Different in a good way: getting to know Stockholm

Last week I attended the VQ Knowledge and Strategy Forum and had some business meetings in Stockholm. As usual, I squeezed in as many meetings as I could, and this meant I did a lot of walking around Sweden’s beautiful capital city, but no sightseeing! I was entertained by my wonderful Swedish business contacts, some of whom are becoming friends as well and had a proper girly catch-up with my lovely friend Mia.

I have written detailed reports of the event elsewhere, for example here http://www.theorangerag.com/blog/_archives/2011/10/11/4917503.html#1533750 

Therefore this posting focuses on Stockholm impressions: travel, shopping and restaurants.

Express train

There really is no point in taking a taxi from the airport to central Stockholm. The Arlanda Express  takes just 20 minutes from Arlanda Airport to Stockholm Central Station. You can buy a return ticket at the airport, on the platform, or on the train. The environmentally friendly electric train is fast, comfortable and luxurious. All the announcements are in Swedish and English – it feels luxurious and is a really great way to arrive in Stockholm!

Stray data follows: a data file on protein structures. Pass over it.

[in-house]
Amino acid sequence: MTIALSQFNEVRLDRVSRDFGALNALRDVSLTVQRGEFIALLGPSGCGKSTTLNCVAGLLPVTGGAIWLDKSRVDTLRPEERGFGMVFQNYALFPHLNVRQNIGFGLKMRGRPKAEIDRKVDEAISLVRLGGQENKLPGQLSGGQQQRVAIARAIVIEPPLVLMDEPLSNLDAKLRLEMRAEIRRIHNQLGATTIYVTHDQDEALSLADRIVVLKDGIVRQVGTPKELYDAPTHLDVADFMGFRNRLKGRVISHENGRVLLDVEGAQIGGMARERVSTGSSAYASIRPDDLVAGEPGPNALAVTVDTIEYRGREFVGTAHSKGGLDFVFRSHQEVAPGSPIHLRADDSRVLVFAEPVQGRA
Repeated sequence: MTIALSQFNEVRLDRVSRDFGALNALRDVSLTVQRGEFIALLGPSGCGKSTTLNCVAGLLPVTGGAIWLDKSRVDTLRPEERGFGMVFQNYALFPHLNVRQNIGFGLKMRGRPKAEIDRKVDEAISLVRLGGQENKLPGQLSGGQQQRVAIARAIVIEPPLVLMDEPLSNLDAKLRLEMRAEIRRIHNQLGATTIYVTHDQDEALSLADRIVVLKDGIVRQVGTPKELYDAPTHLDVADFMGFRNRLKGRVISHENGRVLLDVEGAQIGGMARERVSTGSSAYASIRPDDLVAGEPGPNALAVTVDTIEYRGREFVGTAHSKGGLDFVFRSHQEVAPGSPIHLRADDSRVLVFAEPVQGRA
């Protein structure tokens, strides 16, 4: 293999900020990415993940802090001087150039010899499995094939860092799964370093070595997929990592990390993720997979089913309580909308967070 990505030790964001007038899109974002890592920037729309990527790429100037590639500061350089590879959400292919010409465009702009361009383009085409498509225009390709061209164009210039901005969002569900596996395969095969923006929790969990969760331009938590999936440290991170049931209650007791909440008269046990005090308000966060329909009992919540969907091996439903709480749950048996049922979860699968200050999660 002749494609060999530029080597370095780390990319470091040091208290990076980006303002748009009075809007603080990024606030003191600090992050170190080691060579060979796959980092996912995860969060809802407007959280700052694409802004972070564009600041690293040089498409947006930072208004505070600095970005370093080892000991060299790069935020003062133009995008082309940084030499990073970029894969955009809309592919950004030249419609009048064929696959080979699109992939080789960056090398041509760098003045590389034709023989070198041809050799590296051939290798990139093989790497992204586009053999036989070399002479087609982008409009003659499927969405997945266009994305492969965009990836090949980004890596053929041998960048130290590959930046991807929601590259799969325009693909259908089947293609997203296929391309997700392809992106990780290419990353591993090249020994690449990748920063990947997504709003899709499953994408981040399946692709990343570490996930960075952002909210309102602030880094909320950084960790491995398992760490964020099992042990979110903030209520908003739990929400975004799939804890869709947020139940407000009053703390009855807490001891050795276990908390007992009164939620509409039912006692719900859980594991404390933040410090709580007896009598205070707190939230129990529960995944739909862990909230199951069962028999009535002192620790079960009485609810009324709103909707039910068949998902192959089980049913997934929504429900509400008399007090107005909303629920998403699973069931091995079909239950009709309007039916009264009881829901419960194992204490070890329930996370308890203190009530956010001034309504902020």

When you get to Stockholm Central Station, the easiest way around is the metro or tunnelbana which has 100 stations. Again it’s pretty easy to navigate. You can purchase tickets and smartcards at SL centres – there’s one at Central Station – or even at the barriers. You can get one, three and seven-day travelcards or buy individual tickets. I bought a carnet of eight tickets, but I didn’t use them all as the weather was lovely and I walked nearly everywhere.

Hotel Rival and dinner in Mariatorget

I stayed at Hotel Rival http://www.rival.se/en/default.aspx which initially appealed because it is owned by Benny Andersson from ABBA!  It’s a converted cinema in Mariatorget, only four metro stops from Central Station. It is a nice walk, but too far with a suitcase. Hotel Rival is really lovely – classic Swedish decor with an eclectic, trendy twist. Hotel Rival has thought of everything – wireless internet connectivity, a destination bar and restaurant and even cuddles – there’s a teddy bear in every room.


Stockholm felt cold after London’s Indian summer, but Hotel Rival is warm in temperature and atmosphere. The rooms are spacious and comfortable and the staff are friendly, but not intrusive. I bought these stylish mugs and tray.


Mariatorget is Stockholm’s equivalent of Notting Hill Gate – cool, fashionable and full of wonderful shops and restaurants. I didn’t get a chance to look at the shops, but one of my lovely business contacts who I had met in London and his equally charming colleague took me out to dinner. It was great to have the opportunity to get to know them a bit better and I hope we will keep in touch We went to Sjogras, a friendly neighbourhood restaurant in a classy, elegant neighbourhood which serves modern Swedish cuisine. It was full – even on a Tuesday night – I recommend it, and it’s definitely worth booking http://www.sjogras.com/